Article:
Here are my draft abstracts and keywords for the whole book and for chapters 6-10. Context and chapters 1-5 were given in the previous post.

Comments and suggestions are welcome.

*Condensed Matter Physics: A Very Short Introduction*

There are many more states of matter than just solid, liquid, and gas. Examples include liquid crystal, ferromagnet, glass, superfluid, and superconductor. New states are continually, and unexpectedly, being discovered. A superconductor can be like Schrodinger’s cat and in the macroscopic world exhibit the weirdness associated with the microscopic world of atoms, photons, and electrons, that is described by quantum theory. Condensed matter physics investigates how states of matter, and their distinct physical properties emerge from the atoms that a material is composed of. Such a system composed of many interacting parts can have properties that the parts do not have. Water is wet, but a single water molecule is not. Your brain is conscious, but a single neuron is not. Such emergent phenomena are central to condensed matter physics and occur in many fields, from biology to computer science to sociology, leading to rich intellectual connections. When do quantitative differences become qualitative differences? Can simple models describe rich and complex behaviour? What is the relationship between the particular and the universal? How is the abstract related to the concrete? *Condensed Matter Physics: A Very Short Introduction* is concerned with such big questions. The materials in silicon chips, liquid crystal displays, and magnetic computer memories, may have transformed society. But, understanding them has transformed how we think about complex systems. Key concepts explored include phase diagrams, phase transitions, symmetry, types of order, spontaneous symmetry breaking, spatial dimensionality, scaling, universality, macroscopic quantum states, topology, metrology, and emergence.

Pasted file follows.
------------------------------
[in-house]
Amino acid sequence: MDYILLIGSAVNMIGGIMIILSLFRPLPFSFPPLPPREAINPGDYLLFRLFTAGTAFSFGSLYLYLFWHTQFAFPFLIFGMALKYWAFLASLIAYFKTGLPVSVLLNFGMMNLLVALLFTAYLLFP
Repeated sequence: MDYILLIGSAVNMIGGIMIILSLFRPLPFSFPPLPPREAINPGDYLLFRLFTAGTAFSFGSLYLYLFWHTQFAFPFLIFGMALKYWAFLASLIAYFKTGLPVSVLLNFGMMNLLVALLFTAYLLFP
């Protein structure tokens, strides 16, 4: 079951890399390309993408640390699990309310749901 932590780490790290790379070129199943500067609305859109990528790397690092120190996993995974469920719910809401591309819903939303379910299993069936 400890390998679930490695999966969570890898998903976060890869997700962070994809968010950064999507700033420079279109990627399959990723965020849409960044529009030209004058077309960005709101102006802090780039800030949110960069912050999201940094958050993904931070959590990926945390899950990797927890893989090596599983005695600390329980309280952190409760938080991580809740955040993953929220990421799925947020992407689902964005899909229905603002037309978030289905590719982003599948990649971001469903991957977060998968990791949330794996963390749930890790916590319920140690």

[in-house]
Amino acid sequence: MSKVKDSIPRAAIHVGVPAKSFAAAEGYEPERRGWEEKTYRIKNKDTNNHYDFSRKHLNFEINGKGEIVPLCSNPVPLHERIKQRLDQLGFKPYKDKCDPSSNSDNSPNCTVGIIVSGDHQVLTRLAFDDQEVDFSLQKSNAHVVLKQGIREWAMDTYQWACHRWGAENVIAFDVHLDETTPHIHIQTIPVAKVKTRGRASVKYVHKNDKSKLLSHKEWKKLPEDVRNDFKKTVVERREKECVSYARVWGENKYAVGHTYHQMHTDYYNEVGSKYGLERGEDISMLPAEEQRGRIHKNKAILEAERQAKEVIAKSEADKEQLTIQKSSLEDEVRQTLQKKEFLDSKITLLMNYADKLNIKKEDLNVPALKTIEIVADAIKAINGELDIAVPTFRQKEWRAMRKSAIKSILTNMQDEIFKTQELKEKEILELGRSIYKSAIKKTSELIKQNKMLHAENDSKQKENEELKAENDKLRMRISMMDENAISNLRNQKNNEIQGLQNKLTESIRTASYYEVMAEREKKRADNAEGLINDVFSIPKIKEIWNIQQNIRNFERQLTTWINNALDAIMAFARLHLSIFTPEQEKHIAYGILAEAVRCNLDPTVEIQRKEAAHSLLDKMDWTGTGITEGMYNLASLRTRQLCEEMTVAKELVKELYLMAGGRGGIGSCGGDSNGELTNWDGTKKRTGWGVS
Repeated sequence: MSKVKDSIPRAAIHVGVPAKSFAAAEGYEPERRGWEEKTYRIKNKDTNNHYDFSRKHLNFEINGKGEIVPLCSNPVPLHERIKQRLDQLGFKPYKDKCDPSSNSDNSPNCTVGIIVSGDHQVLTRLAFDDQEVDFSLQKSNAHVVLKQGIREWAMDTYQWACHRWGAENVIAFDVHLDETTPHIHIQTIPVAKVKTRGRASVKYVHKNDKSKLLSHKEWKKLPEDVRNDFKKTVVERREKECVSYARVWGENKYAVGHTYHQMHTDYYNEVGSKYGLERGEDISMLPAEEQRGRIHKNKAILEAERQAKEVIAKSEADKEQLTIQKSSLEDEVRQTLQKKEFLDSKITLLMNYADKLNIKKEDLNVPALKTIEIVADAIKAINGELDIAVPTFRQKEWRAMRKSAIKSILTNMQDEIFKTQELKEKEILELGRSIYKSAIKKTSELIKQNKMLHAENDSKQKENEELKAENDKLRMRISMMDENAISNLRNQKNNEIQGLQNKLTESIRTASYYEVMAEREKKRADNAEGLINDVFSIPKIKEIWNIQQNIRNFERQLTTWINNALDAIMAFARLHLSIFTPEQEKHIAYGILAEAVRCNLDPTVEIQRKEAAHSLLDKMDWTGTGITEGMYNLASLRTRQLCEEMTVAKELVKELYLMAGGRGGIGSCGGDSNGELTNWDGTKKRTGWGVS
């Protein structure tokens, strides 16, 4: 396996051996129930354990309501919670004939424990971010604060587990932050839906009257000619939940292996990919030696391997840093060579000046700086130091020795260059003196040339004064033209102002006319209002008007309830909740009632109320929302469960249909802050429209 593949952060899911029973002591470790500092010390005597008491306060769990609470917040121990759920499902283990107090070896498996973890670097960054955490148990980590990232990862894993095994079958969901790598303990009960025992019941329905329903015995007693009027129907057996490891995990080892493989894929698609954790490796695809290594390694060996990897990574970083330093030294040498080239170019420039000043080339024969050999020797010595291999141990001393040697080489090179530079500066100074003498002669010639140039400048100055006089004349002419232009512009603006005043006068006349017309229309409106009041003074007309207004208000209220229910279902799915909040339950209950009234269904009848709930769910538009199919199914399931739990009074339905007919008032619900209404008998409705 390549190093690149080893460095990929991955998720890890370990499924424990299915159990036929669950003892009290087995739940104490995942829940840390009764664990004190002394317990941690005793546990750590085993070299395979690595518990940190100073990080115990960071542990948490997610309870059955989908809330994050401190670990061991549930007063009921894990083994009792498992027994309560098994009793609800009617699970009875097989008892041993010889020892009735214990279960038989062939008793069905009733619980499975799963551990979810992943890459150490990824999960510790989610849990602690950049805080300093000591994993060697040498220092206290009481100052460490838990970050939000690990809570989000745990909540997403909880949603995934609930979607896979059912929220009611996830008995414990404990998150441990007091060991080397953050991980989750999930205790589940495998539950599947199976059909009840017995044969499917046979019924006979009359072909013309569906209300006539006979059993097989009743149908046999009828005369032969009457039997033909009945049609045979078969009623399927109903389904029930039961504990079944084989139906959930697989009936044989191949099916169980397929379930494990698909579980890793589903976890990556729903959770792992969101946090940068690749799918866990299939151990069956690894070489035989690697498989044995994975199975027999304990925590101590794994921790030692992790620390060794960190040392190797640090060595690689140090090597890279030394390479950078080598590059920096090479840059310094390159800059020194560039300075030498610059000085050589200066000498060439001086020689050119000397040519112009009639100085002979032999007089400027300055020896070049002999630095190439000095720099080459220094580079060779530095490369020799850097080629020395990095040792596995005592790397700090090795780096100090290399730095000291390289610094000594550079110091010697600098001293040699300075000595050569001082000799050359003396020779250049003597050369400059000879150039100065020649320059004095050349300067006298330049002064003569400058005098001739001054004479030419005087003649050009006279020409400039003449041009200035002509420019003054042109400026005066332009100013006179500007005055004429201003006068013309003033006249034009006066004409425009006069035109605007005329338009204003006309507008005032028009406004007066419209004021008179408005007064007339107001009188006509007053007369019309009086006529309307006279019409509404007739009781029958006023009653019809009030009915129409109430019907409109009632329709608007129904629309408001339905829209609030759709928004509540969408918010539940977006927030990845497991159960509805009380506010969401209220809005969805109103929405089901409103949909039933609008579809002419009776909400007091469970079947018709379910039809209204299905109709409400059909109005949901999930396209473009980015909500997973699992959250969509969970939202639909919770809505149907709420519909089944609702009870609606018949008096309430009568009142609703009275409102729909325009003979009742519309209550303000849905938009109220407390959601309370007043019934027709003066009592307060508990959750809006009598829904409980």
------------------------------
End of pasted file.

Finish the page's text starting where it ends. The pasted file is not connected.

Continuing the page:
Keywords: condensed matter physics, states of matter, phase transition, broken symmetry, emergence, solid-state physics, superconductivity, Physics Nobel Prize, theoretical physics, metrology

**Chapter 6. The critical point**

“The critical point” in a phase diagram denotes the conditions under which a continuous transition between two states of matter occurs. Surprisingly, near the critical point diverse systems can have the same dependence of physical properties on parameters such as temperature is the same. The only details that determine the critical exponents are the symmetry of the order parameter and the spatial dimensionality of the system. This independence from chemical and structural details, known as universality, presented a major challenge to theoretical physics for decades. Theory must deal with the large fluctuations in the amount of order that occurs close the critical point. The successful theory developed in the 1970s exploits the fact that different states of a system and different systems can be related to one another by mathematically rescaling the length scales in the system. The mathematics can be made tractable by consider the abstract idea of a system with variable number of spatial dimensions. The idea of rescaling is illustrated with the results of computer simulations of an Ising model and with images of fractals.